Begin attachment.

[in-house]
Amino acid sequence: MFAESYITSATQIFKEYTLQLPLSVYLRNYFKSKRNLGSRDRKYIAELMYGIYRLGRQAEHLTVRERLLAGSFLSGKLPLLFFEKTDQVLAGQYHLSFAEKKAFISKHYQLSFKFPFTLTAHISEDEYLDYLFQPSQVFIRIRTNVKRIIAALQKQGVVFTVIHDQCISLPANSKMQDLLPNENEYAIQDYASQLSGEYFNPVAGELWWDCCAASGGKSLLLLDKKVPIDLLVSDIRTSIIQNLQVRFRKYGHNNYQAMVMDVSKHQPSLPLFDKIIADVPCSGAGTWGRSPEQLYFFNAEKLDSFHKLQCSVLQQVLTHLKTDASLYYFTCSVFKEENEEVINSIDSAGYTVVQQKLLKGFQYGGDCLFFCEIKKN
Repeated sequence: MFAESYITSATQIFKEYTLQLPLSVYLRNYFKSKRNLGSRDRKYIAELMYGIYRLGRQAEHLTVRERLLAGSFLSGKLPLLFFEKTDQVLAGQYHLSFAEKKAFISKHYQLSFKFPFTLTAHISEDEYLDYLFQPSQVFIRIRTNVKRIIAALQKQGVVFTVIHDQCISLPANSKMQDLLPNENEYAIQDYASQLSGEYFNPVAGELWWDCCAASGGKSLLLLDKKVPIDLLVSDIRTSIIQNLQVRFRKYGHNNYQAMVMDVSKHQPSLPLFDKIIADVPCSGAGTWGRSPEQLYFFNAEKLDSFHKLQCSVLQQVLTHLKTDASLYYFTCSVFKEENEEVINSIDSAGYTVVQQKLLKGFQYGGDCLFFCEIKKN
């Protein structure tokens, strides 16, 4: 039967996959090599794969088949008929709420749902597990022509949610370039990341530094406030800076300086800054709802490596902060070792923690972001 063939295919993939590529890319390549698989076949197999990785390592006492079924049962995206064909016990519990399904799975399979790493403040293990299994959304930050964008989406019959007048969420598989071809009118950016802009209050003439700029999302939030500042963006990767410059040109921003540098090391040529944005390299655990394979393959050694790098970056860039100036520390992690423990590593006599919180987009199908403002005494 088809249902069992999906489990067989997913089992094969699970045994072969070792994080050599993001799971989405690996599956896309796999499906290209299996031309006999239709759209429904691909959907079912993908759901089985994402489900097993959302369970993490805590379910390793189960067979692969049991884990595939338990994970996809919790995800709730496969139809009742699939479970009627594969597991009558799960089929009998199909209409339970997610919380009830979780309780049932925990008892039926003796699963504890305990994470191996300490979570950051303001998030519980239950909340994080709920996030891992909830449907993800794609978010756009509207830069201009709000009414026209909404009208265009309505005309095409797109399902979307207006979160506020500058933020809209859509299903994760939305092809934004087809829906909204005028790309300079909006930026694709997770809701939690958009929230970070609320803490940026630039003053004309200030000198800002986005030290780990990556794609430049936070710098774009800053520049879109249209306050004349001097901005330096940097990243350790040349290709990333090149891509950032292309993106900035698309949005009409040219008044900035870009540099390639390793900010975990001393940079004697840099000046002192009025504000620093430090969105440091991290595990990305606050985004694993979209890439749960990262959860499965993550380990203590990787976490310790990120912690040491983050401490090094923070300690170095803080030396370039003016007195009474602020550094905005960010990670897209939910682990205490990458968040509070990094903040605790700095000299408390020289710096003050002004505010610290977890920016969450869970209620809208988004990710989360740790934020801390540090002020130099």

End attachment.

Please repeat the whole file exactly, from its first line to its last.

[in-house]
Amino acid sequence: MFAESYITSATQIFKEYTLQLPLSVYLRNYFKSKRNLGSRDRKYIAELMYGIYRLGRQAEHLTVRERLLAGSFLSGKLPLLFFEKTDQVLAGQYHLSFAEKKAFISKHYQLSFKFPFTLTAHISEDEYLDYLFQPSQVFIRIRTNVKRIIAALQKQGVVFTVIHDQCISLPANSKMQDLLPNENEYAIQDYASQLSGEYFNPVAGELWWDCCAASGGKSLLLLDKKVPIDLLVSDIRTSIIQNLQVRFRKYGHNNYQAMVMDVSKHQPSLPLFDKIIADVPCSGAGTWGRSPEQLYFFNAEKLDSFHKLQCSVLQQVLTHLKTDASLYYFTCSVFKEENEEVINSIDSAGYTVVQQKLLKGFQYGGDCLFFCEIKKN
Repeated sequence: MFAESYITSATQIFKEYTLQLPLSVYLRNYFKSKRNLGSRDRKYIAELMYGIYRLGRQAEHLTVRERLLAGSFLSGKLPLLFFEKTDQVLAGQYHLSFAEKKAFISKHYQLSFKFPFTLTAHISEDEYLDYLFQPSQVFIRIRTNVKRIIAALQKQGVVFTVIHDQCISLPANSKMQDLLPNENEYAIQDYASQLSGEYFNPVAGELWWDCCAASGGKSLLLLDKKVPIDLLVSDIRTSIIQNLQVRFRKYGHNNYQAMVMDVSKHQPSLPLFDKIIADVPCSGAGTWGRSPEQLYFFNAEKLDSFHKLQCSVLQQVLTHLKTDASLYYFTCSVFKEENEEVINSIDSAGYTVVQQKLLKGFQYGGDCLFFCEIKKN
């Protein structure tokens, strides 16, 4: 039967996959090599794969088949008929709420749902597990022509949610370039990341530094406030800076300086800054709802490596902060070792923690972001 063939295919993939590529890319390549698989076949197999990785390592006492079924049962995206064909016990519990399904799975399979790493403040293990299994959304930050964008989406019959007048969420598989071809009118950016802009209050003439700029999302939030500042963006990767410059040109921003540098090391040529944005390299655990394979393959050694790098970056860039100036520390992690423990590593006599919180987009199908403002005494 088809249902069992999906489990067989997913089992094969699970045994072969070792994080050599993001799971989405690996599956896309796999499906290209299996031309006999239709759209429904691909959907079912993908759901089985994402489900097993959302369970993490805590379910390793189960067979692969049991884990595939338990994970996809919790995800709730496969139809009742699939479970009627594969597991009558799960089929009998199909209409339970997610919380009830979780309780049932925990008892039926003796699963504890305990994470191996300490979570950051303001998030519980239950909340994080709920996030891992909830449907993800794609978010756009509207830069201009709000009414026209909404009208265009309505005309095409797109399902979307207006979160506020500058933020809209859509299903994760939305092809934004087809829906909204005028790309300079909006930026694709997770809701939690958009929230970070609320803490940026630039003053004309200030000198800002986005030290780990990556794609430049936070710098774009800053520049879109249209306050004349001097901005330096940097990243350790040349290709990333090149891509950032292309993106900035698309949005009409040219008044900035870009540099390639390793900010975990001393940079004697840099000046002192009025504000620093430090969105440091991290595990990305606050985004694993979209890439749960990262959860499965993550380990203590990787976490310790990120912690040491983050401490090094923070300690170095803080030396370039003016007195009474602020550094905005960010990670897209939910682990205490990458968040509070990094903040605790700095000299408390020289710096003050002004505010610290977890920016969450869970209620809208988004990710989360740790934020801390540090002020130099």